6. Expression: “Morton’s Fork!”
Refers to: Being trapped no matter which way you go. The expression refers to John Morton, Archbishop of Canterbury in 1491, servant to Henry VII. Henry was trying to restore the stability of the English monarchy by fighting The War of the Roses, and needed more money from his clergy to do it. (The clergy in question weren’t the impoverished monks and priests, but their wealthy bishops and cardinals). The clergy did not want to give away their money, so they took one of two approaches. Either they came in rags and said they were too poor to contribute, or they came in ridiculous finery saying they needed every penny to maintain the dignity of their position. Morton wasn’t having it. His “fork” led to a dead end, no matter which way you took. If you’re a high clergyman in rags, you’re obviously storing away all the money you extract from your underlings and beneficiaries. If you’re opulent, you’re obviously rich and can spare plenty of money for your King. Either way, hand it over.
Sample Usage: Reminding a teenager what staying home sick entails. “Morton’s Fork you’re going to play Xbox. If you’re well, you go to school, if you’re sick, you lay in bed. End of options.”
7. Expression: “Robin Hood’s Barn!”
Refers to: Taking forever to get to the point. Probably meant to call to mind the evil Sheriff of Nottingham chasing a merry Robin round and round in a fruitless effort to capture him.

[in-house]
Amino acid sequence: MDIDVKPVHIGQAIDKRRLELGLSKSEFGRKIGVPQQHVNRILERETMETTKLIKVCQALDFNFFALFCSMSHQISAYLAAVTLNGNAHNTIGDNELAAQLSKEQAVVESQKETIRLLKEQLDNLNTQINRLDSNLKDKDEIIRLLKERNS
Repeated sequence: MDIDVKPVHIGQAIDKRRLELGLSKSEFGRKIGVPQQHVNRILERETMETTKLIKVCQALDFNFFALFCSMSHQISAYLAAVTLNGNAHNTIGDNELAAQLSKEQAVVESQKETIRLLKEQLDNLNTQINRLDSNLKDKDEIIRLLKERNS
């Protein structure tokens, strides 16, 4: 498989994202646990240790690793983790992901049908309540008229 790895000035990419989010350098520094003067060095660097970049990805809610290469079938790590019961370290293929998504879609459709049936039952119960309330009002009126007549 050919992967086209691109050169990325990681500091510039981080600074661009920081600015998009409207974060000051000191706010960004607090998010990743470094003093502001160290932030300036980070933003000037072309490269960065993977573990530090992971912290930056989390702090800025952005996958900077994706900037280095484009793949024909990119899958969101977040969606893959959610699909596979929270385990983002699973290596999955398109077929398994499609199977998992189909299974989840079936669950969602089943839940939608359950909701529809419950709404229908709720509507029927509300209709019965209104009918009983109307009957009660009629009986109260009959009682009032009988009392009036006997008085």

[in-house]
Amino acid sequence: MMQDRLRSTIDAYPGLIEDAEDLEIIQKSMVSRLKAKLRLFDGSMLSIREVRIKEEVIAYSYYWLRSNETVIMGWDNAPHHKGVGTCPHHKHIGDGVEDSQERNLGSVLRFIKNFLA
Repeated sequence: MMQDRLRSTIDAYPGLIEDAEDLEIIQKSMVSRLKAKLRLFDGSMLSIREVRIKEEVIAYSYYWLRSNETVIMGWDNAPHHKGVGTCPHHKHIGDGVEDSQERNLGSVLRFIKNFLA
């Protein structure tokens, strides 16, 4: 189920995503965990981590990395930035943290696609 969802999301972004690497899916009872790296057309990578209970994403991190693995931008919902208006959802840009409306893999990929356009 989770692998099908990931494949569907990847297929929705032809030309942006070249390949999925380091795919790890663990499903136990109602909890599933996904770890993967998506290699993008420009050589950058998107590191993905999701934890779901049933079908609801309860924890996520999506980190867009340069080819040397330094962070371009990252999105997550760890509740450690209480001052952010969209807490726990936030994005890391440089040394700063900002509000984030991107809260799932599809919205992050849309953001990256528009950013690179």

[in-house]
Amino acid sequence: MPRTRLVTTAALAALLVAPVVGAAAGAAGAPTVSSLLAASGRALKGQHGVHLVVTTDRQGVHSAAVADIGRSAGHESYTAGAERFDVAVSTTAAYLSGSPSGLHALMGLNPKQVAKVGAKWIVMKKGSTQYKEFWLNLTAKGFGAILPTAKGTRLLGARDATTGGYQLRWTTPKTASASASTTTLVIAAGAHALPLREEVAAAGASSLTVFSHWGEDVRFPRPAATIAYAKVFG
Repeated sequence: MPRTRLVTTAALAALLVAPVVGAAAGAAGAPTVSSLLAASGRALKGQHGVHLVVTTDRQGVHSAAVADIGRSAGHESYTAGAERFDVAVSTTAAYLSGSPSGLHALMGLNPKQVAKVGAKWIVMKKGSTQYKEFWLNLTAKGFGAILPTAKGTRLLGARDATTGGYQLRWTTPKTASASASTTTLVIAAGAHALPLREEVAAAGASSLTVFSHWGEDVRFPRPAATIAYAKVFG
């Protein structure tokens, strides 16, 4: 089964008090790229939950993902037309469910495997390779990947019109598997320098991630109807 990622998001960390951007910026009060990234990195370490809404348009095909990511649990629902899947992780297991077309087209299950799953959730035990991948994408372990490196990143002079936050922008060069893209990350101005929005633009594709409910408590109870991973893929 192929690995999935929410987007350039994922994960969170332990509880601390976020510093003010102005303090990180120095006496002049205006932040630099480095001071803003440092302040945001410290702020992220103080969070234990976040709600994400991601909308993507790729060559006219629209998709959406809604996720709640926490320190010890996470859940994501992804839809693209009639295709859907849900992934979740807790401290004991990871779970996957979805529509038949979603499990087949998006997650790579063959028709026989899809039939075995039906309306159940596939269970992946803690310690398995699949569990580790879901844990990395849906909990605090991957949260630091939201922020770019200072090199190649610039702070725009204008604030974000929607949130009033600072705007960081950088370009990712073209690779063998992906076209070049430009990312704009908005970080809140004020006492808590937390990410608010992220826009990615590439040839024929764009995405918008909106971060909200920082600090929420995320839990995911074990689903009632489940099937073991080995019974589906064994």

Sample Usage: For the weekly board meeting that goes on 40 minutes longer than necessary. “We don’t need to keep going all around Robin Hood’s Barn here, people! Just tell Frank we all saw his internet history and that he’s fired!”
8. Expression: “Saint Wilfrid’s Needle!”
Refers to: A woman’s chastity. In the crypt of an ancient Saxon cathedral in Ripon, there is the tiniest of holes (needle) connecting the crypt to what was once the choir. It is said that a girl could prove her chastity if she were able to fit through St. Wilfrid’s Needle. (Which is logical in a way, as it appears to be impassible for anything wider than a whippet.)
Sample Usage: A classy way for women to disparage each other at parties. “I’d like to see her fit through Saint Wilfrid’s Needle.”